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By Colleen MacMillan || One in seven children who enter first grade in South Carolina “aren’t ready,” according the South Carolina First Steps to School Readiness website. “First Steps,” signed into law in 1999, defines readiness as “the state of early development that enables an individual child to engage in and fully benefit from the Kindergarten learning experiences, which provide the foundation for early child success.”

Yet while leaders paint First Steps as a “comprehensive, results-oriented statewide education initiative designed to prepare children for a healthy school experience,” an audit of the program reveals shocking inconsistencies.

The audit shows that one in every four children in South Carolina is born to a mother without a high school diploma and one in every twenty mothers is under the age of eighteen.  In this category, one in every five children is eligible for free or reduced lunch and one in every ten households has an annual income below $3,500.

First Steps identifies these demographic factors as contributing to a lack of child readiness.  Unfortunately, when it comes to effective planning – this agency’s shoelaces appear to be tied together.

Between 2008 and 2010, First Steps’ Board of Trustees drafted their “Vision 2013” plan.  This document pledges to “connect South Carolina’s high-risk children to coordinated, individualized interventions.”  A ready child is the result of “ready educators, ready communities and ready families,” the audit states.

But how can First Steps expect to ready South Carolina’s children when, after thirteen years, it can’t seem to effectively ready itself?

Contained in a three-inch thick binder, the First Steps audit presents a laundry list of ongoing internal issues that are preventing the agency from achieving its mission.   For example since 2006 it has been repeatedly suggested to First Steps that the agency adopt a “School Readiness Index” at the state and community levels.  This recommendation stems from the fact that First Steps continually falls flat on its face when attempting to clearly measure and define “success.”  This prevents the program from producing fully-representative, quantitative results.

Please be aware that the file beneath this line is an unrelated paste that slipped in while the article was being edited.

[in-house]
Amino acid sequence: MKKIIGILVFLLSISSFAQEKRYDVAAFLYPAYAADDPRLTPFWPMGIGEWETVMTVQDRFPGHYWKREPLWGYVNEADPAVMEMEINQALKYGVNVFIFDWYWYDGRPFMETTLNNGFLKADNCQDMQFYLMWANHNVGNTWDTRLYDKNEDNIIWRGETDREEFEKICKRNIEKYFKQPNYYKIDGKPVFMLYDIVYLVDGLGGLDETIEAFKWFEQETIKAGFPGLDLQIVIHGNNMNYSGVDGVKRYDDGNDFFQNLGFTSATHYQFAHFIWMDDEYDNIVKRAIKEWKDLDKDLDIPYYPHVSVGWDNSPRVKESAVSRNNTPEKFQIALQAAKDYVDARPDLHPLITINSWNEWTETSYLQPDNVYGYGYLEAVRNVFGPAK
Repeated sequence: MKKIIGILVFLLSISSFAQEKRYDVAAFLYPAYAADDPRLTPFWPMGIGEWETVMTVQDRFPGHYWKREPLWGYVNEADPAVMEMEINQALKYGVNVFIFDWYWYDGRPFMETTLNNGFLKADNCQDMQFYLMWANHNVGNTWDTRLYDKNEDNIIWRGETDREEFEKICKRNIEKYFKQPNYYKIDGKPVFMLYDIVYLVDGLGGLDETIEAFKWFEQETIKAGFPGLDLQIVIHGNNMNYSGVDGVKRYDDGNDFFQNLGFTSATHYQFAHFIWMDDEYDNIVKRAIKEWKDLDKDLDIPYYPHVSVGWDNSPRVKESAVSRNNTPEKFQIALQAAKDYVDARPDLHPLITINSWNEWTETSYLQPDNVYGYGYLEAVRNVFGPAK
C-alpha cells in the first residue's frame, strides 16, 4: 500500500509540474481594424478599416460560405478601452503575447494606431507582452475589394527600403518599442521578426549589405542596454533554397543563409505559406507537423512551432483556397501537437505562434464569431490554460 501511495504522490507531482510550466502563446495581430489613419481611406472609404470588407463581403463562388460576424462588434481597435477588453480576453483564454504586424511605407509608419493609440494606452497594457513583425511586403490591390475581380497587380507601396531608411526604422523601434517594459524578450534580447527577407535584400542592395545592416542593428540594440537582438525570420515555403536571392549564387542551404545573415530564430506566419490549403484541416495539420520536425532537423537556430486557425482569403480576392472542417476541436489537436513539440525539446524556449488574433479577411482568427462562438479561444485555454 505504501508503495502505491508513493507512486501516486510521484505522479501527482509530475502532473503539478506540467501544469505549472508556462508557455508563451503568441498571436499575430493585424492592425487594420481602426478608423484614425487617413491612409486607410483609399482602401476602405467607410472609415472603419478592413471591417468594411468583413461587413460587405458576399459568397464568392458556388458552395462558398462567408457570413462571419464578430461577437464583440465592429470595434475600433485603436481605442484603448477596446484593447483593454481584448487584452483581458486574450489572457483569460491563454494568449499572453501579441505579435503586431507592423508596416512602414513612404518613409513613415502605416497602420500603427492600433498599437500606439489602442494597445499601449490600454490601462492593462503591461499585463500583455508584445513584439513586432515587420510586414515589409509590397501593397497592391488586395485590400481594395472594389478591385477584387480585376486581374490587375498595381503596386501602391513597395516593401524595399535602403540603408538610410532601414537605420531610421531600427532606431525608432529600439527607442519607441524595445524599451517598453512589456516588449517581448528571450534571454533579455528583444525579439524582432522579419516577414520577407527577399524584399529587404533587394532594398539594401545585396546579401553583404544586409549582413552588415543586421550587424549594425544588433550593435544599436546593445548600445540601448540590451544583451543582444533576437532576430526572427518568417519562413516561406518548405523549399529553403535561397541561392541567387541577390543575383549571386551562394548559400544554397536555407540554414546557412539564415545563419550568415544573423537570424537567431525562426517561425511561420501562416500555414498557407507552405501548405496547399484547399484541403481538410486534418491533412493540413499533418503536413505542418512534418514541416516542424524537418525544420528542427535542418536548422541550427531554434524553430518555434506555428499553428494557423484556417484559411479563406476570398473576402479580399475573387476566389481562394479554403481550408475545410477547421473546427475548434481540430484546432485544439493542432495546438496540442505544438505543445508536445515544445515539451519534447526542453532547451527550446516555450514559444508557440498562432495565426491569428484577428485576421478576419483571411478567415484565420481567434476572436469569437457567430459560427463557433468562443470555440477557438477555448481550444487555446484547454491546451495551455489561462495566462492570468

The “Key Questions” section of an evaluation released in January of this year shows First Steps ongoing inability to provide answers to questions regarding progress.  Why?  Because according the document, “South Carolina lacks a universal school readiness measure” and needs to “modify its indicators of early success.”  It also notes the absence of “a commonly held definition of ‘high quality’ early learning.”

All of these are points brought up in recommendations as far back as 2004.

Part of the “Vision 2013” plan contained an outline for the County Partnership Showcase, better known as the Smoke and Mirrors Showcase. One of the audit’s more detailed plans, the outline suggests issuing guests a booklet that tells the story of First Steps, instead of the “very statistic heavy” annual reports.

Also included in the event summary was the idea for a Flash show featuring “documentary, photojournalist-style” photography and professional audio recordings of selected testimonial participants. The document advises storytellers, when considering their approach, to “think about how [they] can tug at someone’s heart strings, or inspire them, or maybe even make them cry.”

If the Flash video didn’t get you, maybe this will:  In FY08-09 a quarter million dollars went unaccounted for at the agency, allegedly the result of two “mistakenly charged” transactions.  That year, deeper evaluations of the organization showed huge holes in data, more inconsistent measuring and no one to take the blame.

Why were only 64 of 280 classrooms included in the 2009 evaluation? And why was it nearly two years late?  And why, when results are down, do salaries at the agency steadily rise?

“A lot of times people are afraid to eliminate an education-based agency because they’re accused of being against children, but if the children aren’t being helped then that’s a problem,” said S.C. Sen. Kevin Bryant (R-Anderson), one of thirteen legislators to request the initial audit. “Our first question should be ‘How are the kids benefitting?’”

When a program designed to prepare others for the future can’t accurately assess and communicate whether or not it is doing its job – that’s a problem.  Add the ongoing appropriation of taxpayer resources (during a period of economic strain) to the mix, and you can bet the public will question what proof the program has that it is actually advancing the future of the state’s early childhood education.

Whatever is preventing First Steps from doing its job deserves attention. In fact, failure by the agency to iron out its internal issues will only result in further scrambling and backpedaling from its leaders.  It will also empower critics – like the founding editor of this website – who have called for the agency to be eliminated altogether.